Finally, a website with all the details is up.

www.JacksonRetailSuccessAcademy.com

Just like the class, the site is constantly being tweaked and will continue to get better. The retailers in Jackson ready to take their businesses to the next level are already checking it out and signing up for the next class starting in January.

What are you doing to grow your business?

-Phil Wrzesinski
www.PhilsForum.com
www.JacksonRetailSuccessAcademy.com

PS If driving to Jackson five times is out of the question, but you still want to grow, I have a Road Show version of JRSA I can bring to your town. You only need to convince five businesses to sign up and find a place to hold the classes and I’ll do all the rest.

Putting Amazon and eCommerce Into Perspective

It is about that time of year when you start hearing all the news about Amazon and Wal-Mart and low prices and discounts and the death of mom & pop shop retailers.

Yeah, Amazon is huge. In 2013, they did $75.4 billion in sales. That was 28.6% of all US eCommerce!

But it was only 2.5% of all retail. In fact, if you take gasoline and groceries out of the mix, eCommerce only accounted for 8.8% of all retail dollars last year.  (see references below)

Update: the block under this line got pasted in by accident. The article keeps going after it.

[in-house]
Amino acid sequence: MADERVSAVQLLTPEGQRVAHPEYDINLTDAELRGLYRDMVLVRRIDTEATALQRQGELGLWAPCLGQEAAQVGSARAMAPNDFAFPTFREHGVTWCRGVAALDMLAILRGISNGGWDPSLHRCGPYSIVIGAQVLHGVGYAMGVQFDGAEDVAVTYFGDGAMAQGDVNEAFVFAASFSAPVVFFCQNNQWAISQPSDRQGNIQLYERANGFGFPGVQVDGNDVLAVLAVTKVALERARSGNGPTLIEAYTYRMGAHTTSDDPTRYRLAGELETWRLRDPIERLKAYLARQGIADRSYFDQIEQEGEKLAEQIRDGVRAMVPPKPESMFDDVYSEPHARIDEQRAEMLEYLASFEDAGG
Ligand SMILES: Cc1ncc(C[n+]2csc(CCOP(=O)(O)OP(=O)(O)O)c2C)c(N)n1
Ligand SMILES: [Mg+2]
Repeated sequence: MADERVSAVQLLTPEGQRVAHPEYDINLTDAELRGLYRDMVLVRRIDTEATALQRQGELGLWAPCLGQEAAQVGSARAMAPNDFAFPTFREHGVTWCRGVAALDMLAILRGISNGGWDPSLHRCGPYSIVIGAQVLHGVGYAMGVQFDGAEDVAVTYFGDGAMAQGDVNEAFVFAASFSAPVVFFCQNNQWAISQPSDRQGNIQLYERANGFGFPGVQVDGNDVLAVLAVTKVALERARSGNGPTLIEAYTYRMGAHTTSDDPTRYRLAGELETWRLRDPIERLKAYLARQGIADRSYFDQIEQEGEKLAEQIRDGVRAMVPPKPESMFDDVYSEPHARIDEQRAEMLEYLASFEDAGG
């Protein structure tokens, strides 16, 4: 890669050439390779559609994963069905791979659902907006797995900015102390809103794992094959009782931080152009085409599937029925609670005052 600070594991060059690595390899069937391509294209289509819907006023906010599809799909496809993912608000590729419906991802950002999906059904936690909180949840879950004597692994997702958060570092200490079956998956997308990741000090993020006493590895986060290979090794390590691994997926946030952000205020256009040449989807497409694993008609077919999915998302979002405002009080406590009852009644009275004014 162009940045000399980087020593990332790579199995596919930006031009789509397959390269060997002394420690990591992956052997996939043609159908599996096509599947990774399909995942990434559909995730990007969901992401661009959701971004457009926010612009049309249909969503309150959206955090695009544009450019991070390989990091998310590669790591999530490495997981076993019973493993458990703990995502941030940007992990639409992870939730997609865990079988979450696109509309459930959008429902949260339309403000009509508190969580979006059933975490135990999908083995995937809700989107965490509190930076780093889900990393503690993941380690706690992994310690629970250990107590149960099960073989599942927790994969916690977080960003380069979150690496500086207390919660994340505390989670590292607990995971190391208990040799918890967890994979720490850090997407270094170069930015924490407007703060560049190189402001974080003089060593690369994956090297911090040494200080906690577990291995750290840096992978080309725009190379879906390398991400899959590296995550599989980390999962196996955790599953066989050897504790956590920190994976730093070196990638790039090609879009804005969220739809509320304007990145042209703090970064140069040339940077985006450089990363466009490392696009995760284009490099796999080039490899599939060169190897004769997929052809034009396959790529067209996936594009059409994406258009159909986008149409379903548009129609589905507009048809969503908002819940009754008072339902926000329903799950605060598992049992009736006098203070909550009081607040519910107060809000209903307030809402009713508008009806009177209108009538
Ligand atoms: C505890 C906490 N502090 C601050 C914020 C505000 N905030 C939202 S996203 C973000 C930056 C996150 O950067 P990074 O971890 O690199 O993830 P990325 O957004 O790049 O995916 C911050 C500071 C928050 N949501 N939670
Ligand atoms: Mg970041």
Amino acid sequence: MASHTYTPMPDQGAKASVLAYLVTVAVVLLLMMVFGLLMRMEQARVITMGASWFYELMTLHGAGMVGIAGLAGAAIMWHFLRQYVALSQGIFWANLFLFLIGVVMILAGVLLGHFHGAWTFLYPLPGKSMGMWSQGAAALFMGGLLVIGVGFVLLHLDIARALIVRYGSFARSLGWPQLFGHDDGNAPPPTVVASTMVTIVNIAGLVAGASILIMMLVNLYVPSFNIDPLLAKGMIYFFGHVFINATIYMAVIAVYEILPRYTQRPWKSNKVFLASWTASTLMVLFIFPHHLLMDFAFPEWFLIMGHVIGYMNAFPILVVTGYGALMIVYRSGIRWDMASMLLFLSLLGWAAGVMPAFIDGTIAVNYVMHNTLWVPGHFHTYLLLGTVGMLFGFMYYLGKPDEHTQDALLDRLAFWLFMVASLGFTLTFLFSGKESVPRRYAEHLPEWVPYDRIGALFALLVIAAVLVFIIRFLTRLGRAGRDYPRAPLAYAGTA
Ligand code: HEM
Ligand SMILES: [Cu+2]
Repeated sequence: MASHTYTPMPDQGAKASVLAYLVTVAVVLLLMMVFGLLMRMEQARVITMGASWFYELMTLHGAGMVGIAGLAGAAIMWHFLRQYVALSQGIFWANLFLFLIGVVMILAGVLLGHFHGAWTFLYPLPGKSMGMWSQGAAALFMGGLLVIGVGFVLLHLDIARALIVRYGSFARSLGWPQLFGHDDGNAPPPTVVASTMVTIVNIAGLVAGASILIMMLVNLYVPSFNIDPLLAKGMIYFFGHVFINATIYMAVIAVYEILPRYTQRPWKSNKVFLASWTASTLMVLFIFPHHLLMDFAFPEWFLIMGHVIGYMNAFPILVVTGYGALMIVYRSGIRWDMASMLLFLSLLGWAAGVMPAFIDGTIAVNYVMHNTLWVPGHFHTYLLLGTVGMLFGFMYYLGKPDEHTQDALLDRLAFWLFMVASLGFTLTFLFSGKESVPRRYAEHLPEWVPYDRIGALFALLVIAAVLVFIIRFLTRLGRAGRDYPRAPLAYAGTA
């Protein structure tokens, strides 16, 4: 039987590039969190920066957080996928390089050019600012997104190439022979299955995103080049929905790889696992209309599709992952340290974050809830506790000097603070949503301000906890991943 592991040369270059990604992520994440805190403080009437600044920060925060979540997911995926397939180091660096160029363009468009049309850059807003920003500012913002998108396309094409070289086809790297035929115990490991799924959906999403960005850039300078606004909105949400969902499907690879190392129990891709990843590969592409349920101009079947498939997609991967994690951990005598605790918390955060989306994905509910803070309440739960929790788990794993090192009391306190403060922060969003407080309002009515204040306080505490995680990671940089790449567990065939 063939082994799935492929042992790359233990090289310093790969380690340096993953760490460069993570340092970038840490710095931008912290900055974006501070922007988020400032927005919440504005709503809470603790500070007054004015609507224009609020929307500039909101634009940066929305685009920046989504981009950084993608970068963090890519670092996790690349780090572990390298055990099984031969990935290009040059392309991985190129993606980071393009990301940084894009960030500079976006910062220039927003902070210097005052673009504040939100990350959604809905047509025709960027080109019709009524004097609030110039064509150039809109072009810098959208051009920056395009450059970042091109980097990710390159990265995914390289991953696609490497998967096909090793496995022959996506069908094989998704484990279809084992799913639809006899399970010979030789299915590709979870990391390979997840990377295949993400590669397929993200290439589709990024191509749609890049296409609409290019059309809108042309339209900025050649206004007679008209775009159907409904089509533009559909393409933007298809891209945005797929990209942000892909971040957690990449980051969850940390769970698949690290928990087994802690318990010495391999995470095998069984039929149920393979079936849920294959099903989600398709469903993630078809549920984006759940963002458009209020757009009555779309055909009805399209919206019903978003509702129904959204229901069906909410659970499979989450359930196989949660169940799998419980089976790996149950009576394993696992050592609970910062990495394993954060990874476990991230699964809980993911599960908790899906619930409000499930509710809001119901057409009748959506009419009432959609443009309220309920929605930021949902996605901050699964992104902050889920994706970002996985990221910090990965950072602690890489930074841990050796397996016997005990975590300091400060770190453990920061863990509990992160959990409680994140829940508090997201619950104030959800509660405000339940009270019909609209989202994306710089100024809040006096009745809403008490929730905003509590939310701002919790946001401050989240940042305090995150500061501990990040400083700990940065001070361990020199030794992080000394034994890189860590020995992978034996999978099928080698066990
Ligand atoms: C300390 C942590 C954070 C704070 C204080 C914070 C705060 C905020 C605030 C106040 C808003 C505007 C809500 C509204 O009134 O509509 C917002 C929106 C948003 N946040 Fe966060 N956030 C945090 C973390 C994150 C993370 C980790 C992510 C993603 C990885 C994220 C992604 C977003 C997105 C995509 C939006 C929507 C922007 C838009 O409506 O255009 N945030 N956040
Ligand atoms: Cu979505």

Think about that for a moment. All the hype about Amazon and the Internet, yet over 9 out of every 10 dollars spent in retail were spent in a brick & mortar store. Brick & mortar is so far from dead, that any report you hear otherwise should be discounted immediately.

Yeah, Wal-Mart is huge, too. Almost four times bigger than Amazon. In 2013, they did $279 billion in sales in the US. That was 9.2% of all retail – more than all of eCommerce!

But once again, that shows you there is still plenty of room for you to do business. Add up Wal-Mart and all of eCommerce and you still have 82% of the retail dollars going somewhere else. That’s almost $2.5 trillion dollars going somewhere else.

That somewhere else ought to be you and me. If we quit worrying so much about Amazon and Wal-Mart and the demise of the mom & pops and start focusing on making ourselves better, it will.

-Phil Wrzesinski
www.PhilsForum.com